The mother says that her son is "fighting for his life" some days because of germs he may have caught from other children.
Vaccines are a vital part of our American health system. But what do they actually do in the body? An expert breaks down the secret of these antibody makers.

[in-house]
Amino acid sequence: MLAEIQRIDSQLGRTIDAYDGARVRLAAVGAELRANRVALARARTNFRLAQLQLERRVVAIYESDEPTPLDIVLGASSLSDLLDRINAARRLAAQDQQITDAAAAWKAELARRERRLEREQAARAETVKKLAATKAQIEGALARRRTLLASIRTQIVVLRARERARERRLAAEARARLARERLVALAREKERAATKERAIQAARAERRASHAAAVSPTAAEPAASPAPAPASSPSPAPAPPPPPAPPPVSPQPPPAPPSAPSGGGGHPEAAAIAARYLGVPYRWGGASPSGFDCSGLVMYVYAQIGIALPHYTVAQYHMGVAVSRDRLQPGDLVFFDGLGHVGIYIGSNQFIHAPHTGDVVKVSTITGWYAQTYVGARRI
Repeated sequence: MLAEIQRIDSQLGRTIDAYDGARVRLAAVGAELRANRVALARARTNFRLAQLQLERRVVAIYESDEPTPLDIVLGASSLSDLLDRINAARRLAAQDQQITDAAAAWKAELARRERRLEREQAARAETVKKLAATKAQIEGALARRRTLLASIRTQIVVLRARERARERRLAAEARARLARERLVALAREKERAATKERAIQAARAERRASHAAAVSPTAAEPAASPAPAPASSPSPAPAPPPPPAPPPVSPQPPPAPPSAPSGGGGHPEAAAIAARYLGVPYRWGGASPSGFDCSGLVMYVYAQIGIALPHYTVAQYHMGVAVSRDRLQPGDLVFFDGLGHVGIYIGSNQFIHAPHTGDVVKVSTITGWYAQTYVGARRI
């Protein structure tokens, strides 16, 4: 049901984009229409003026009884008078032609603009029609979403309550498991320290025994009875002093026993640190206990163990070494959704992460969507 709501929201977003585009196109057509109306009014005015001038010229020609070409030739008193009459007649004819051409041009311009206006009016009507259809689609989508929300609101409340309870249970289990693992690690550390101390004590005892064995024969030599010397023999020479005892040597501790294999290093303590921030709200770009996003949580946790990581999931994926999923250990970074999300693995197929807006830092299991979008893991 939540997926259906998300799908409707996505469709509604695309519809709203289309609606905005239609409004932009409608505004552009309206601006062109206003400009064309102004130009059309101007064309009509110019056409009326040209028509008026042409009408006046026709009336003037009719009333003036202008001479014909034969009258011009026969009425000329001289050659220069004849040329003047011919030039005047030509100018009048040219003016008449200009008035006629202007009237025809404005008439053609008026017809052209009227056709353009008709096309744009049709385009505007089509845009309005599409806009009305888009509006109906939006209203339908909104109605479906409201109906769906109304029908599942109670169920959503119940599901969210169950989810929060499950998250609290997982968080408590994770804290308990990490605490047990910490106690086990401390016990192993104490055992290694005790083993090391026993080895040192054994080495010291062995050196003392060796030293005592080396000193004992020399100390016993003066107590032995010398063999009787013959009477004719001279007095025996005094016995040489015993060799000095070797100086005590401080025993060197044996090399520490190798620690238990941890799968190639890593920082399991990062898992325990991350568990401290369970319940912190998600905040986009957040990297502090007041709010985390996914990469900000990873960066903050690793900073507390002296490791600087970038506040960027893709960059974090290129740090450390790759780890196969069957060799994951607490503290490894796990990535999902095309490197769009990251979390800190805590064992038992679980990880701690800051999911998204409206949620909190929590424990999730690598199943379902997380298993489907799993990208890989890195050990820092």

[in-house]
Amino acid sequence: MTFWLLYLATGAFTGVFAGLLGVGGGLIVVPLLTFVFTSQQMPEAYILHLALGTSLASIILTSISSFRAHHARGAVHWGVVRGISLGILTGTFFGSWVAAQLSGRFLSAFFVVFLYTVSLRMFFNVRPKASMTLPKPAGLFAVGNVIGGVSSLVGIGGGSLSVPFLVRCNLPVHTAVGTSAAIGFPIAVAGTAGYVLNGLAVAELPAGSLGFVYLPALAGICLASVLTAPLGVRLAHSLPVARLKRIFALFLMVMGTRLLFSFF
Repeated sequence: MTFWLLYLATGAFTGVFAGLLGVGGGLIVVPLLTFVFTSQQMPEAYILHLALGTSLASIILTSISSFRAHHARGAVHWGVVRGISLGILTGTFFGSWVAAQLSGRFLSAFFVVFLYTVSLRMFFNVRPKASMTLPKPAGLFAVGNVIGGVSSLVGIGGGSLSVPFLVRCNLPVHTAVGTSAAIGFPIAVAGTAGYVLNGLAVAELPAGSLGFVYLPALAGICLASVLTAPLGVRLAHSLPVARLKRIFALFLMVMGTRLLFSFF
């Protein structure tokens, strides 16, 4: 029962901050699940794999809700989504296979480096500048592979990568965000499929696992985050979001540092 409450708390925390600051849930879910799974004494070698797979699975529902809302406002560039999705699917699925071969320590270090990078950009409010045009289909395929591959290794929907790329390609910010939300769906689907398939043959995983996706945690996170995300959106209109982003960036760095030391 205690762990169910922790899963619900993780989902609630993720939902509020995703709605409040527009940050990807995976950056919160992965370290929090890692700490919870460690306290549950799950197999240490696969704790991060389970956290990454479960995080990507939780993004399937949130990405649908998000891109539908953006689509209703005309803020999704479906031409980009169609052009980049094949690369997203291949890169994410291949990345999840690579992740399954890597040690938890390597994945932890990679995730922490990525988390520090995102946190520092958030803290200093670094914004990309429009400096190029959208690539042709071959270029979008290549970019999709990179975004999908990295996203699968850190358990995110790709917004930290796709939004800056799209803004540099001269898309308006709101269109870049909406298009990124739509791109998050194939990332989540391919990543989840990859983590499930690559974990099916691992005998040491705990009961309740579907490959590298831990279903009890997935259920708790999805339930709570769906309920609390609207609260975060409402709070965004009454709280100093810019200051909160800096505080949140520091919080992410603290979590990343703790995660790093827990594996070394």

Sneeze, sniff, repeat. If this sounds like you, there’s a good chance you have seasonal allergies. So why does something as simple and natural as pollen send our bodies into overdrive? Look no further than your immune system. Pollen is considered to be an allergen, and when an allergen gets inside of your body, the immune system goes into defense mode. This results in the release of a chemical called histamine that causes a handful of unpleasant reactions. Some of the most common symptoms include sneezing, stuffy or runny nose, watery eyes and itching. If your symptoms are mild, the simplest way to treat your allergies is to try an over-the-counter treatment like an antihistamine, decongestant, or nasal corticosteroid. These solutions work for a lot of people, but if you don’t find relief, it might be time to visit a physician. Purvi Parikh, MD, is an allergist who says there are two tests that can help doctors pinpoint the specific allergens that are causing discomfort. “With a skin test we scratch the surface of your skin with various different allergens,” she tells Yahoo Lifestyle. “If you’re allergic it makes a little red bump over that specific allergen.” The other option is a blood test where doctors measure IgE (immunoglobulin E) — the antibody responsible for allergic reactions. If you’re exposed to an allergen and are allergic to it, IgE levels will go up in your blood sample.